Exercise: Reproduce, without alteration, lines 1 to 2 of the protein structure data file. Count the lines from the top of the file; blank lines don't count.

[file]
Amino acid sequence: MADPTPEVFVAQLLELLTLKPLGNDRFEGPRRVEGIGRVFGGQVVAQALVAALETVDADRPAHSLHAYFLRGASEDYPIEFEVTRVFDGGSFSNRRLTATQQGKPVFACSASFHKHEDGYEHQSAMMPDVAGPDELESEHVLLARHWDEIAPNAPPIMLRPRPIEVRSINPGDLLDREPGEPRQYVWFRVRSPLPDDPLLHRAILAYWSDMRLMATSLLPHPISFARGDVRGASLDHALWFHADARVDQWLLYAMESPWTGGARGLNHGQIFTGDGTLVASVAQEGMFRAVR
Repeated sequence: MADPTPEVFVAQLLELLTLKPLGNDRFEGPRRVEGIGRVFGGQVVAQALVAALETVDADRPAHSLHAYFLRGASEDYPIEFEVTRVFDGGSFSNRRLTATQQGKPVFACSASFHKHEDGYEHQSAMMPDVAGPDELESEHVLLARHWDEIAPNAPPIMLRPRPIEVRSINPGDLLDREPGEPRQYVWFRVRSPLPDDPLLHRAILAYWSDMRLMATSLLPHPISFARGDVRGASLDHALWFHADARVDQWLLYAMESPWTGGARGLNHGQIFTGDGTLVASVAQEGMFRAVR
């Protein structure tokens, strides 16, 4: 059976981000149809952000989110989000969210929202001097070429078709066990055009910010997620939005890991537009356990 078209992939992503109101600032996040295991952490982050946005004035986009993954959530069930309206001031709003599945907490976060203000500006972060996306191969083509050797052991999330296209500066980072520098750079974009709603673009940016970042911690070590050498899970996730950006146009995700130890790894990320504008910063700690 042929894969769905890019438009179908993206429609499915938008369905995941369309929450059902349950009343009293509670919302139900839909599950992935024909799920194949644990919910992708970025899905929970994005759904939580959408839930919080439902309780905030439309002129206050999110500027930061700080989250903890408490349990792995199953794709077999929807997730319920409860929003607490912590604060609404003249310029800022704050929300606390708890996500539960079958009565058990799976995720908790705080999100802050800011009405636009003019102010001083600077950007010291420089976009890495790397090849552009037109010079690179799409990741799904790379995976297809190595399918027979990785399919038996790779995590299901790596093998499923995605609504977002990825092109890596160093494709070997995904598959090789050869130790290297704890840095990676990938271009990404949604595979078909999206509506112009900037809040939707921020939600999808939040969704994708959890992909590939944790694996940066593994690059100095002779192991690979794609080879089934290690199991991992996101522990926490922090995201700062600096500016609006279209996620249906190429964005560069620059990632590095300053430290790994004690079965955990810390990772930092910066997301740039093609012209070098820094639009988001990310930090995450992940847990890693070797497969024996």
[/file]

Amino acid sequence: MADPTPEVFVAQLLELLTLKPLGNDRFEGPRRVEGIGRVFGGQVVAQALVAALETVDADRPAHSLHAYFLRGASEDYPIEFEVTRVFDGGSFSNRRLTATQQGKPVFACSASFHKHEDGYEHQSAMMPDVAGPDELESEHVLLARHWDEIAPNAPPIMLRPRPIEVRSINPGDLLDREPGEPRQYVWFRVRSPLPDDPLLHRAILAYWSDMRLMATSLLPHPISFARGDVRGASLDHALWFHADARVDQWLLYAMESPWTGGARGLNHGQIFTGDGTLVASVAQEGMFRAVR
Repeated sequence: MADPTPEVFVAQLLELLTLKPLGNDRFEGPRRVEGIGRVFGGQVVAQALVAALETVDADRPAHSLHAYFLRGASEDYPIEFEVTRVFDGGSFSNRRLTATQQGKPVFACSASFHKHEDGYEHQSAMMPDVAGPDELESEHVLLARHWDEIAPNAPPIMLRPRPIEVRSINPGDLLDREPGEPRQYVWFRVRSPLPDDPLLHRAILAYWSDMRLMATSLLPHPISFARGDVRGASLDHALWFHADARVDQWLLYAMESPWTGGARGLNHGQIFTGDGTLVASVAQEGMFRAVR